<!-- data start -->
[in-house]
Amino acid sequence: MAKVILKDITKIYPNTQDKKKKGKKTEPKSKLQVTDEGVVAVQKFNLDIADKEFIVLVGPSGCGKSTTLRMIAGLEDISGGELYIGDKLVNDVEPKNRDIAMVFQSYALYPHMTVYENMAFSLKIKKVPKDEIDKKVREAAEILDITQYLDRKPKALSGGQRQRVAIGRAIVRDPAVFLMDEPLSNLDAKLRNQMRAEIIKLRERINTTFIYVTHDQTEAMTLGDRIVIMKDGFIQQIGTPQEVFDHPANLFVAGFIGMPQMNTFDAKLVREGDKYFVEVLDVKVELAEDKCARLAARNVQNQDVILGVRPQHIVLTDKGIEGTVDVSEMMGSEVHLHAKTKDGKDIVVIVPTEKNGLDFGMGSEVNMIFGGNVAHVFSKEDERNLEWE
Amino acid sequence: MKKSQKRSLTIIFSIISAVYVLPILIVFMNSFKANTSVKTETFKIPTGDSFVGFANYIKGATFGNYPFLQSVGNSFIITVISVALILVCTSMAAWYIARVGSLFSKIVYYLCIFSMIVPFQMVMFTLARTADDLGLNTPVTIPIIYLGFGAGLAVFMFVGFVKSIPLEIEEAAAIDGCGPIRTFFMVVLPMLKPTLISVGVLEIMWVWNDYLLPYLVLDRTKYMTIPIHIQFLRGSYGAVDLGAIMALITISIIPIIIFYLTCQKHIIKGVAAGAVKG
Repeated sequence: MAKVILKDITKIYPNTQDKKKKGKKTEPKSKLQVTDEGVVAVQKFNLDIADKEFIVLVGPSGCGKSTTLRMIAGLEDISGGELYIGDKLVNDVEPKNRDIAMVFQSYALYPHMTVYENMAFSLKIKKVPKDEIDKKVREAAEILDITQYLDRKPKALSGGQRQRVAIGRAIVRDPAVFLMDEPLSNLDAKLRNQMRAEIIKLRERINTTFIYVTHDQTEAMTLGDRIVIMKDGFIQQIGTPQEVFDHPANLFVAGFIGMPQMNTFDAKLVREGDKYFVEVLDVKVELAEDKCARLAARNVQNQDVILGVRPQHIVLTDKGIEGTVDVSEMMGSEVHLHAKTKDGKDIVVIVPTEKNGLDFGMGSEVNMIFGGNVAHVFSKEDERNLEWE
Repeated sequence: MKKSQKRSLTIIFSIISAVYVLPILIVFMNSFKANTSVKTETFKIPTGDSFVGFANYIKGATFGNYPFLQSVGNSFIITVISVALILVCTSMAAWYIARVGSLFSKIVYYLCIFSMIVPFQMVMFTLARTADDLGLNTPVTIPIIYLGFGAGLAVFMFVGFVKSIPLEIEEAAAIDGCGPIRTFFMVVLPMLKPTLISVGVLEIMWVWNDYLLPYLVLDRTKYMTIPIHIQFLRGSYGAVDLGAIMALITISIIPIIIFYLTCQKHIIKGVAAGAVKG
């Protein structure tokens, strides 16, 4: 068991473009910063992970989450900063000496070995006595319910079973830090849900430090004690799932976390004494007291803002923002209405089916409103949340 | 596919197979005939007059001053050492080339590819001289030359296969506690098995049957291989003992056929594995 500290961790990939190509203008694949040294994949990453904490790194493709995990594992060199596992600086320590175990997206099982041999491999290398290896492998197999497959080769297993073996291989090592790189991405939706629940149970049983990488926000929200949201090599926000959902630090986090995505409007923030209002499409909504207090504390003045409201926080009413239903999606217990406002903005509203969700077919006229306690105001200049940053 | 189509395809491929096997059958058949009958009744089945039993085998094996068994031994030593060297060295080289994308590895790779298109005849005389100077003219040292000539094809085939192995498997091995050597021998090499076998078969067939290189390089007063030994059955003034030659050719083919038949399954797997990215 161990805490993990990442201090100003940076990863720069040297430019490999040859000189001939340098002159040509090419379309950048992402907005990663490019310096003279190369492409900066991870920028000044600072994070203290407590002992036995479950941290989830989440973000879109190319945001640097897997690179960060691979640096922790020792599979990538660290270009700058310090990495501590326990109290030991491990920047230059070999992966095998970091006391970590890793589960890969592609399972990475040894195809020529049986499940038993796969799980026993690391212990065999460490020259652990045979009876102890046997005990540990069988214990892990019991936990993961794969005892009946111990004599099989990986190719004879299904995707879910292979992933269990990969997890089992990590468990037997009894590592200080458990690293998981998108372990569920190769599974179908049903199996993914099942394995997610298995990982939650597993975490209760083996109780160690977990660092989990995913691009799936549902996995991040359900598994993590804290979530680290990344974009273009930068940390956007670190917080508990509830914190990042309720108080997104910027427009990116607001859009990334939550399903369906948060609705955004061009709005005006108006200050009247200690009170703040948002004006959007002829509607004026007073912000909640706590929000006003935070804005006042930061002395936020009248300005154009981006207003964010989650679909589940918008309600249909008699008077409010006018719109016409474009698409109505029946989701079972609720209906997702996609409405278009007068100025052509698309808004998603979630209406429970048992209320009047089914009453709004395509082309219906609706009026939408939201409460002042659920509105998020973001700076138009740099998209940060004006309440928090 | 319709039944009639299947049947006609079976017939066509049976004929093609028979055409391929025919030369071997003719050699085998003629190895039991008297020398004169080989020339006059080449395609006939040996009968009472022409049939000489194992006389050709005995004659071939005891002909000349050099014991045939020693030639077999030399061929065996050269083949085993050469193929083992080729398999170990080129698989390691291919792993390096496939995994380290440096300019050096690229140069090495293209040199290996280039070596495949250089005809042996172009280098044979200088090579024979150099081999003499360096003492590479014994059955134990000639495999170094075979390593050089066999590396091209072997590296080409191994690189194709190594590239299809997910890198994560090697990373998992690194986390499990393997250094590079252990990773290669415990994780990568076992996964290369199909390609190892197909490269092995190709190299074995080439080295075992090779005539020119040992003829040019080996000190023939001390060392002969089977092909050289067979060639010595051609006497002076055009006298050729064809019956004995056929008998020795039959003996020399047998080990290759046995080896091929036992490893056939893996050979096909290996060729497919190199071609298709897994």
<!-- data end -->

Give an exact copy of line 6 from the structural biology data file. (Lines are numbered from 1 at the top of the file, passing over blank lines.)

């Protein structure tokens, strides 16, 4: 068991473009910063992970989450900063000496070995006595319910079973830090849900430090004690799932976390004494007291803002923002209405089916409103949340 | 596919197979005939007059001053050492080339590819001289030359296969506690098995049957291989003992056929594995 500290961790990939190509203008694949040294994949990453904490790194493709995990594992060199596992600086320590175990997206099982041999491999290398290896492998197999497959080769297993073996291989090592790189991405939706629940149970049983990488926000929200949201090599926000959902630090986090995505409007923030209002499409909504207090504390003045409201926080009413239903999606217990406002903005509203969700077919006229306690105001200049940053 | 189509395809491929096997059958058949009958009744089945039993085998094996068994031994030593060297060295080289994308590895790779298109005849005389100077003219040292000539094809085939192995498997091995050597021998090499076998078969067939290189390089007063030994059955003034030659050719083919038949399954797997990215 161990805490993990990442201090100003940076990863720069040297430019490999040859000189001939340098002159040509090419379309950048992402907005990663490019310096003279190369492409900066991870920028000044600072994070203290407590002992036995479950941290989830989440973000879109190319945001640097897997690179960060691979640096922790020792599979990538660290270009700058310090990495501590326990109290030991491990920047230059070999992966095998970091006391970590890793589960890969592609399972990475040894195809020529049986499940038993796969799980026993690391212990065999460490020259652990045979009876102890046997005990540990069988214990892990019991936990993961794969005892009946111990004599099989990986190719004879299904995707879910292979992933269990990969997890089992990590468990037997009894590592200080458990690293998981998108372990569920190769599974179908049903199996993914099942394995997610298995990982939650597993975490209760083996109780160690977990660092989990995913691009799936549902996995991040359900598994993590804290979530680290990344974009273009930068940390956007670190917080508990509830914190990042309720108080997104910027427009990116607001859009990334939550399903369906948060609705955004061009709005005006108006200050009247200690009170703040948002004006959007002829509607004026007073912000909640706590929000006003935070804005006042930061002395936020009248300005154009981006207003964010989650679909589940918008309600249909008699008077409010006018719109016409474009698409109505029946989701079972609720209906997702996609409405278009007068100025052509698309808004998603979630209406429970048992209320009047089914009453709004395509082309219906609706009026939408939201409460002042659920509105998020973001700076138009740099998209940060004006309440928090 | 319709039944009639299947049947006609079976017939066509049976004929093609028979055409391929025919030369071997003719050699085998003629190895039991008297020398004169080989020339006059080449395609006939040996009968009472022409049939000489194992006389050709005995004659071939005891002909000349050099014991045939020693030639077999030399061929065996050269083949085993050469193929083992080729398999170990080129698989390691291919792993390096496939995994380290440096300019050096690229140069090495293209040199290996280039070596495949250089005809042996172009280098044979200088090579024979150099081999003499360096003492590479014994059955134990000639495999170094075979390593050089066999590396091209072997590296080409191994690189194709190594590239299809997910890198994560090697990373998992690194986390499990393997250094590079252990990773290669415990994780990568076992996964290369199909390609190892197909490269092995190709190299074995080439080295075992090779005539020119040992003829040019080996000190023939001390060392002969089977092909050289067979060639010595051609006497002076055009006298050729064809019956004995056929008998020795039959003996020399047998080990290759046995080896091929036992490893056939893996050979096909290996060729497919190199071609298709897994």